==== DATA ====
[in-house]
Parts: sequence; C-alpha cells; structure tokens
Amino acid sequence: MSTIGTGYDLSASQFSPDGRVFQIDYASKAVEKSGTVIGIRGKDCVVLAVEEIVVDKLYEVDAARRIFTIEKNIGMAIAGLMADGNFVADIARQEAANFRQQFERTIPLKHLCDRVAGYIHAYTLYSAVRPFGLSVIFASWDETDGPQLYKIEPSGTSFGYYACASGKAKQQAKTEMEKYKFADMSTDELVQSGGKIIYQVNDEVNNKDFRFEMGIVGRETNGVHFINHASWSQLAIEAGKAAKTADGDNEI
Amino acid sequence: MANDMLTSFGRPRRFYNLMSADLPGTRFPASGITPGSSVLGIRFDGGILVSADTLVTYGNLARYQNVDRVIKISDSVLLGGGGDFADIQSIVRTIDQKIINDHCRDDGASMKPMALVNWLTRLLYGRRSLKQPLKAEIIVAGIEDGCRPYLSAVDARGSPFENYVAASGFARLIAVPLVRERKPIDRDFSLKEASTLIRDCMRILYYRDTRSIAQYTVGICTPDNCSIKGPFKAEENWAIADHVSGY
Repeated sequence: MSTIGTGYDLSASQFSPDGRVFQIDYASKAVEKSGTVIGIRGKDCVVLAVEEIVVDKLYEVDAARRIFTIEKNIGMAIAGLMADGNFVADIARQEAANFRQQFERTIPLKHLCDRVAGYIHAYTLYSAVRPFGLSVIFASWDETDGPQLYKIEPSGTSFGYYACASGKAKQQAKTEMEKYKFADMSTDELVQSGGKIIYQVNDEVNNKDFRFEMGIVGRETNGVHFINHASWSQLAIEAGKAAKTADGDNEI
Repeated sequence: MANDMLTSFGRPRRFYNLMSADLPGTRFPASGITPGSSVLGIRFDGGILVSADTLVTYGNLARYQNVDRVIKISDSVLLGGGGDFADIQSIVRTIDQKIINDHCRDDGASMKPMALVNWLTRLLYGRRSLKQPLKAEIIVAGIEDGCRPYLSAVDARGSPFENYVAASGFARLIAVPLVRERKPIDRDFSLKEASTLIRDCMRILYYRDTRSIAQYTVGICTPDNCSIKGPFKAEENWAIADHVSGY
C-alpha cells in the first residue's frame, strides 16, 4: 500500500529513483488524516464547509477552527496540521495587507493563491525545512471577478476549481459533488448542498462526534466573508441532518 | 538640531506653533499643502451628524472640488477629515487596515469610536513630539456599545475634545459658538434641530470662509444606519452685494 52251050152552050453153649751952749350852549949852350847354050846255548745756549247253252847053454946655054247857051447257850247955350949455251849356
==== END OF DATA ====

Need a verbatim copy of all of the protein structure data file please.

[in-house]
Parts: sequence; C-alpha cells; structure tokens
Amino acid sequence: MSTIGTGYDLSASQFSPDGRVFQIDYASKAVEKSGTVIGIRGKDCVVLAVEEIVVDKLYEVDAARRIFTIEKNIGMAIAGLMADGNFVADIARQEAANFRQQFERTIPLKHLCDRVAGYIHAYTLYSAVRPFGLSVIFASWDETDGPQLYKIEPSGTSFGYYACASGKAKQQAKTEMEKYKFADMSTDELVQSGGKIIYQVNDEVNNKDFRFEMGIVGRETNGVHFINHASWSQLAIEAGKAAKTADGDNEI
Amino acid sequence: MANDMLTSFGRPRRFYNLMSADLPGTRFPASGITPGSSVLGIRFDGGILVSADTLVTYGNLARYQNVDRVIKISDSVLLGGGGDFADIQSIVRTIDQKIINDHCRDDGASMKPMALVNWLTRLLYGRRSLKQPLKAEIIVAGIEDGCRPYLSAVDARGSPFENYVAASGFARLIAVPLVRERKPIDRDFSLKEASTLIRDCMRILYYRDTRSIAQYTVGICTPDNCSIKGPFKAEENWAIADHVSGY
Repeated sequence: MSTIGTGYDLSASQFSPDGRVFQIDYASKAVEKSGTVIGIRGKDCVVLAVEEIVVDKLYEVDAARRIFTIEKNIGMAIAGLMADGNFVADIARQEAANFRQQFERTIPLKHLCDRVAGYIHAYTLYSAVRPFGLSVIFASWDETDGPQLYKIEPSGTSFGYYACASGKAKQQAKTEMEKYKFADMSTDELVQSGGKIIYQVNDEVNNKDFRFEMGIVGRETNGVHFINHASWSQLAIEAGKAAKTADGDNEI
Repeated sequence: MANDMLTSFGRPRRFYNLMSADLPGTRFPASGITPGSSVLGIRFDGGILVSADTLVTYGNLARYQNVDRVIKISDSVLLGGGGDFADIQSIVRTIDQKIINDHCRDDGASMKPMALVNWLTRLLYGRRSLKQPLKAEIIVAGIEDGCRPYLSAVDARGSPFENYVAASGFARLIAVPLVRERKPIDRDFSLKEASTLIRDCMRILYYRDTRSIAQYTVGICTPDNCSIKGPFKAEENWAIADHVSGY
C-alpha cells in the first residue's frame, strides 16, 4: 500500500529513483488524516464547509477552527496540521495587507493563491525545512471577478476549481459533488448542498462526534466573508441532518 | 538640531506653533499643502451628524472640488477629515487596515469610536513630539456599545475634545459658538434641530470662509444606519452685494 52251050152552050453153649751952749350852549949852350847354050846255548745756549247253252847053454946655054247857051447257850247955350949455251849356